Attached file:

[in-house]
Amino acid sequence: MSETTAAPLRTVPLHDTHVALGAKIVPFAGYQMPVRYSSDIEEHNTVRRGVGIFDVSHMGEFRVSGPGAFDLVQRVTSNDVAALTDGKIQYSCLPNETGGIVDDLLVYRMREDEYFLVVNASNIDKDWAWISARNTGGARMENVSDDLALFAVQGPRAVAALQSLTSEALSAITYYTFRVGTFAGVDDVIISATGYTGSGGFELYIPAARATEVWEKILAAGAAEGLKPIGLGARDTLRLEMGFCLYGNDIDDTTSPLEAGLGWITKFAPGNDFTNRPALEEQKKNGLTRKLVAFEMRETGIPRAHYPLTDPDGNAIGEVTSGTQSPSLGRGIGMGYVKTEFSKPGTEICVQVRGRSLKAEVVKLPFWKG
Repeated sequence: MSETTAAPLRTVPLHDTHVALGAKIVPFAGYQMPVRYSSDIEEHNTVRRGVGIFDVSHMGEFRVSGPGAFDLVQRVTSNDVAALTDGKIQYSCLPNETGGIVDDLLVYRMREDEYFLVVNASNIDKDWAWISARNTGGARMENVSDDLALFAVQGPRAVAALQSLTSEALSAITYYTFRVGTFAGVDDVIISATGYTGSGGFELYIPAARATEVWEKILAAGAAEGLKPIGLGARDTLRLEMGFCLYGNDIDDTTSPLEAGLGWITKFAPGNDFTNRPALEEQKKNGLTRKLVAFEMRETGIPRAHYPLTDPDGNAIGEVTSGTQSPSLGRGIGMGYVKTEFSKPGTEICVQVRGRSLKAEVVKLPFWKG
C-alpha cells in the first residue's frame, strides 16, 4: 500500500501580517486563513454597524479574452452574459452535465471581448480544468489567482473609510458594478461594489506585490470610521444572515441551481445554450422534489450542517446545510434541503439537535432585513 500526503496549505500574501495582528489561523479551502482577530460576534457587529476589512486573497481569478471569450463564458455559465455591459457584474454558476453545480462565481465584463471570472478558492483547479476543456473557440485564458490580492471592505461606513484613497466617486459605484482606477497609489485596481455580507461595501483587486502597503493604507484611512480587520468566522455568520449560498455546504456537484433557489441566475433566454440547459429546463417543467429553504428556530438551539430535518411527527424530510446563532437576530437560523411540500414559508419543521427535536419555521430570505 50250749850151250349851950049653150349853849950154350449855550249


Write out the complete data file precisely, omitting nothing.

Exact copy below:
[in-house]
Amino acid sequence: MSETTAAPLRTVPLHDTHVALGAKIVPFAGYQMPVRYSSDIEEHNTVRRGVGIFDVSHMGEFRVSGPGAFDLVQRVTSNDVAALTDGKIQYSCLPNETGGIVDDLLVYRMREDEYFLVVNASNIDKDWAWISARNTGGARMENVSDDLALFAVQGPRAVAALQSLTSEALSAITYYTFRVGTFAGVDDVIISATGYTGSGGFELYIPAARATEVWEKILAAGAAEGLKPIGLGARDTLRLEMGFCLYGNDIDDTTSPLEAGLGWITKFAPGNDFTNRPALEEQKKNGLTRKLVAFEMRETGIPRAHYPLTDPDGNAIGEVTSGTQSPSLGRGIGMGYVKTEFSKPGTEICVQVRGRSLKAEVVKLPFWKG
Repeated sequence: MSETTAAPLRTVPLHDTHVALGAKIVPFAGYQMPVRYSSDIEEHNTVRRGVGIFDVSHMGEFRVSGPGAFDLVQRVTSNDVAALTDGKIQYSCLPNETGGIVDDLLVYRMREDEYFLVVNASNIDKDWAWISARNTGGARMENVSDDLALFAVQGPRAVAALQSLTSEALSAITYYTFRVGTFAGVDDVIISATGYTGSGGFELYIPAARATEVWEKILAAGAAEGLKPIGLGARDTLRLEMGFCLYGNDIDDTTSPLEAGLGWITKFAPGNDFTNRPALEEQKKNGLTRKLVAFEMRETGIPRAHYPLTDPDGNAIGEVTSGTQSPSLGRGIGMGYVKTEFSKPGTEICVQVRGRSLKAEVVKLPFWKG
C-alpha cells in the first residue's frame, strides 16, 4: 500500500501580517486563513454597524479574452452574459452535465471581448480544468489567482473609510458594478461594489506585490470610521444572515441551481445554450422534489450542517446545510434541503439537535432585513 500526503496549505500574501495582528489561523479551502482577530460576534457587529476589512486573497481569478471569450463564458455559465455591459457584474454558476453545480462565481465584463471570472478558492483547479476543456473557440485564458490580492471592505461606513484613497466617486459605484482606477497609489485596481455580507461595501483587486502597503493604507484611512480587520468566522455568520449560498455546504456537484433557489441566475433566454440547459429546463417543467429553504428556530438551539430535518411527527424530510446563532437576530437560523411540500414559508419543521427535536419555521430570505 50250749850151250349851950049653150349853849950154350449855550249